different at 44 to when I was 34. And
some days, even, to when I was 43.
A friend told me earlier today that
I’m able to do things without looking
for applause or validation.
I’m not saying that’s true, but it
explains why I now feel out of
place at any bar.
Poem: A Mate of Mine – Yet Another Rugby-Tragic – Was Surprised to Know I Even Cared About Basketball.
“I don’t get basketball
at all”, he said. “It’s just
You score a point, then I will,
then you, then me, then you, then me…”
He did his best to make that sound
like it was a bad thing.
I let him score his point.
Then went home to watch
a 35-year old replay of the game
where Larry Bird scored
half of his points left-handed
– and told people after
he was saving “his good hand”
for a more worth opponent.
The anxiety-ridden comic thanked the audience
for being at the show. He got a round of applause for
saying that he had a girlfriend of three years. Then spoke
of how he was a nervous wreck before he met her and how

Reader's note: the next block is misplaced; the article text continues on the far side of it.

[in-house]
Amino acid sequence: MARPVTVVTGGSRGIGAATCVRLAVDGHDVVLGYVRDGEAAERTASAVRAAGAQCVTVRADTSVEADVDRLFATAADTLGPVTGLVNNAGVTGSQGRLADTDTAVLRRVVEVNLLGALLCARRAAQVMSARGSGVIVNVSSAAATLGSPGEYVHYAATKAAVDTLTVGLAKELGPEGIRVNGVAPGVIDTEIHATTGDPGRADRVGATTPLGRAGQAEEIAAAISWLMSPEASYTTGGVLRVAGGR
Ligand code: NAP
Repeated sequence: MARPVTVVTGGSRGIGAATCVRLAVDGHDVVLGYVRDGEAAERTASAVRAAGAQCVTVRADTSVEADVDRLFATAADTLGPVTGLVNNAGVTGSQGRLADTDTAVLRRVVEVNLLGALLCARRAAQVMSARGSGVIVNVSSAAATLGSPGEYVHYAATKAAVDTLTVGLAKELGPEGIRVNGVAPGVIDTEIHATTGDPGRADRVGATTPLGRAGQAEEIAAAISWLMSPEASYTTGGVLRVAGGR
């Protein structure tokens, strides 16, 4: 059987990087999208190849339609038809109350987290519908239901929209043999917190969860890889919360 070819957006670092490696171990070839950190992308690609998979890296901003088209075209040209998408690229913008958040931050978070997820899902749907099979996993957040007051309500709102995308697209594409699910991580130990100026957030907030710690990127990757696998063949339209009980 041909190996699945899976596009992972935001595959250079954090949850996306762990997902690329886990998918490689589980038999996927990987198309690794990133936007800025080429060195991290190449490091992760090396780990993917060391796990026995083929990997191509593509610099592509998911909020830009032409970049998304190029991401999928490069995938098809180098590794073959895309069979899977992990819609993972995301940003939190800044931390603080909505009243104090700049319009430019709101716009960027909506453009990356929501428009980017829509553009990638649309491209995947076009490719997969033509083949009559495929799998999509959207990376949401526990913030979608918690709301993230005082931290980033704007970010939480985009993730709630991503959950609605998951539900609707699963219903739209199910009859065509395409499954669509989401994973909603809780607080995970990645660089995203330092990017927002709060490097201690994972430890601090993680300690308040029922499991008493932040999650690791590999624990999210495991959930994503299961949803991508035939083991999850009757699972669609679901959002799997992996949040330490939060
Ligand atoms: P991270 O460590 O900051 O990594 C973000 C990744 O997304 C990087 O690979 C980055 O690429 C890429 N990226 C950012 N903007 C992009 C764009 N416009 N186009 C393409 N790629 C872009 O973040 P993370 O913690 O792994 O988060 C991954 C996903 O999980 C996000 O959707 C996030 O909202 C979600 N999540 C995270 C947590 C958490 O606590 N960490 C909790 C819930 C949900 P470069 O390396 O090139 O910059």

jealous he was of his friend with confidence. He got the most
laughs for sharing the stories that were neither funny nor actually
part of his routine. We’re all in the wrong job when you drill right
down. We’re all anxiety-ridden at the end of the day. Perhaps especially
at the end of each day.
the hardest job i’ve ever
had, is looking for a job.
i go from not being good
enough to sweep the street,
to thinking i might have a
chance as the EA To The World
(hey, it’s worth a shot, right?)
my cv is primed, my cover letter
has never been better, my soul
feels empty. i couldn’t gather
enough self-worth to sell, as if
in some way that might help
and people reminding me of all
my skills somehow doesn’t seem
to reassure the bills, which are forever
threatening to topple more than
my soul. climbing out of the hole of
unemployment is the hardest job there is;
the toughest irony – long, dark nights
and what always feels like wasted days
There’s far too much poetry in this world,
he said, writing another – but I’ll keep it
brief, I won’t channel grief, I won’t compare
people to days when it’s sunny, I won’t try
to be funny and won’t rhyme all the time (that’s
a dreadful crime!) Instead I’ll write whatever